The three viking vessels

As I had already announced, I will start publishing some articles in the newsletter of the Sea Museum Promoters. This article was written for the June edition: it tells about the Vikingskipshuset museum in Oslo.

The Norwegian capital holds a true treasure of maritime cultural heritage: three Viking ceremonial ships, the Oseberg, the Gokstad, and the Tune, designed for funeral parades in honor of important dignitaries, in an exceptional state of preservation. Built in the 9th century, they were unearthed underground, just as Nordic tradition dictated since these boats were meant to ferry the dead to the afterlife.

The first one is the Oseberg, discovered in 1904 near a farm in Tønsberg. It is 21 meters long and 5 meters wide, made of inlaid and decorated oak. It accommodated the remains of two women: the first, older, is thought to have been Queen Asa, and the younger, a relative or a servant. Despite the looting of the jewelry it contained, many artifacts were found.

The Gokstad was found in 1880, near a farm in Sandefjord too. With it, three smaller boats, a tent, a sled, and the remains of some animals were found. It is 24 meters long and 5 meters wide and is cruder. Inside was a man who died in battle aged about forty, who unfortunately was not found with his belongings due to a raid.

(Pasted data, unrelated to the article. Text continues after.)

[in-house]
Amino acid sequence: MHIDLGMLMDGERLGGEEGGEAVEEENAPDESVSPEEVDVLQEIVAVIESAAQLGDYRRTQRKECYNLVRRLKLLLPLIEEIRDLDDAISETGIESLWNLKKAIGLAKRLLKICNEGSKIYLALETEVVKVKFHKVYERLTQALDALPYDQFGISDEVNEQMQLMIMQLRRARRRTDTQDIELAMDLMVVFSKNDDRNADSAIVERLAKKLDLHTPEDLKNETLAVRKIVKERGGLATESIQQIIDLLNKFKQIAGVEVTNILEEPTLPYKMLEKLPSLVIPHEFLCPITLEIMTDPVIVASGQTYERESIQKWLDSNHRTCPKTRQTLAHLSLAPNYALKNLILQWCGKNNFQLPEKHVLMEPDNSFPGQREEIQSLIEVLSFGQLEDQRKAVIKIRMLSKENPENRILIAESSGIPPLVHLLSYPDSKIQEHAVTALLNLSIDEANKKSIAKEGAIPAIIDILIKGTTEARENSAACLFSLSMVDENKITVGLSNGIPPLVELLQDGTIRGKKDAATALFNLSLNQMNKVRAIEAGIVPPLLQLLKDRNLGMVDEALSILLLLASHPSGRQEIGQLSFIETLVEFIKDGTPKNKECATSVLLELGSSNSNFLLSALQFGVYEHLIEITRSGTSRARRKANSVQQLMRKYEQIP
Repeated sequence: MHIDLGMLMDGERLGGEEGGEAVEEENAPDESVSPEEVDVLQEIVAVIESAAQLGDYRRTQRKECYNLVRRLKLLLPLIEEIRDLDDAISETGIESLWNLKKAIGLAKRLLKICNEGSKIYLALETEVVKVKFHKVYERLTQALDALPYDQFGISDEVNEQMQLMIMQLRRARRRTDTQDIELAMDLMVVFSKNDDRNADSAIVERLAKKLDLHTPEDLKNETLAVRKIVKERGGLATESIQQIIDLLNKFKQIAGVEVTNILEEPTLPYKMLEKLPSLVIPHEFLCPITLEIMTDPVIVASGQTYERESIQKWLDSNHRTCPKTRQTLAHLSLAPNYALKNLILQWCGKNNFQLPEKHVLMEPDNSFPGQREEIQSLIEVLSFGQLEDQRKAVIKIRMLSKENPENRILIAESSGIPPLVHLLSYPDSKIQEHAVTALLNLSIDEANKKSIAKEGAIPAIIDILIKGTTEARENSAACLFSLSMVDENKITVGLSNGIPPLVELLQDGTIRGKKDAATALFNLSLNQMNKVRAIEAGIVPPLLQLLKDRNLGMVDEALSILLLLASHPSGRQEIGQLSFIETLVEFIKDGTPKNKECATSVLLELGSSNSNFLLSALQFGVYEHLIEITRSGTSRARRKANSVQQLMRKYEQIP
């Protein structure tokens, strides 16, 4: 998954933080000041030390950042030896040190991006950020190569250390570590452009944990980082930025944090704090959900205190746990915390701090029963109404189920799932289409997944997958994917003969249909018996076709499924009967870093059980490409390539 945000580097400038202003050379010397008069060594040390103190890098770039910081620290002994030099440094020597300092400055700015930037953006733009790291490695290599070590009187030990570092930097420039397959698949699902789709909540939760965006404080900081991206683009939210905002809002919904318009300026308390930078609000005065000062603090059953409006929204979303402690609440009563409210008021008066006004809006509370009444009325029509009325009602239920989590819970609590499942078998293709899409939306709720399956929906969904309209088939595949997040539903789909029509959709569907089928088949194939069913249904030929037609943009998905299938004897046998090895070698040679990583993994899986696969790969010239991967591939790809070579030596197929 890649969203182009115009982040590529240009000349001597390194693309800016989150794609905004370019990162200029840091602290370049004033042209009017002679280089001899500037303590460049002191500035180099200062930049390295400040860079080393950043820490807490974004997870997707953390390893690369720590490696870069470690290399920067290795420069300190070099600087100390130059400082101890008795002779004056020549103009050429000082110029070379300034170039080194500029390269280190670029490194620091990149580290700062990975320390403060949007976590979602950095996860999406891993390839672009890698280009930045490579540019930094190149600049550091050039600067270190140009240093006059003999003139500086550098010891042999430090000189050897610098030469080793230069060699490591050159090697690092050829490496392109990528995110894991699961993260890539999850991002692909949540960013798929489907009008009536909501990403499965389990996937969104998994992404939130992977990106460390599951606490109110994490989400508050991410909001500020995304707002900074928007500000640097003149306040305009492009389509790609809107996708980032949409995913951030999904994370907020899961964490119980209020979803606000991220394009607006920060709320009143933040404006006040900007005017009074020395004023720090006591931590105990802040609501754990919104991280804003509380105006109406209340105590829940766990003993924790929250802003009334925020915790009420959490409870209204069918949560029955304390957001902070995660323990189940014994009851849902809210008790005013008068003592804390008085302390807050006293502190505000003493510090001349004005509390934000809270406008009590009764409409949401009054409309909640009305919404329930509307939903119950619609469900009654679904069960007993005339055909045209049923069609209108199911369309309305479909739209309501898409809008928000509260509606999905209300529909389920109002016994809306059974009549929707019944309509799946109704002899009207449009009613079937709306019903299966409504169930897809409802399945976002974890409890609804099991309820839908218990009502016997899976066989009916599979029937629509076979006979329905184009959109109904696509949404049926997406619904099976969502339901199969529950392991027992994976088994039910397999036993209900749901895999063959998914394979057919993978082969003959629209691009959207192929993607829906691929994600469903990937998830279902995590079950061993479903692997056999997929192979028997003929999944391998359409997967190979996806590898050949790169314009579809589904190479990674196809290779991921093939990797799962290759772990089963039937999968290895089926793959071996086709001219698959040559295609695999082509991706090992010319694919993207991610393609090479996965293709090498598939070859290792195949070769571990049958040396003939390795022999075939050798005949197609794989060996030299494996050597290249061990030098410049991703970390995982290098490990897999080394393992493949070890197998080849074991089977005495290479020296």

The last of the three ships is the Tune, found in 1867, buried under a farm in Rolvsøy. Of the three it is the smallest, with a length of fewer than 19 meters and a width of 4.2. Only a few fragments can be admired, which still retain the charm of the Viking Age.
The current museum is closed, in preparation for the major new enhancement and exhibition project planned to open in 2026.

Here is the link to the website of Promotori dei Musei del Mare. At the bottom of the website screen, you will find the box to subscribe to the monthly newsletter.

Here is the link to the in-depth report on the project

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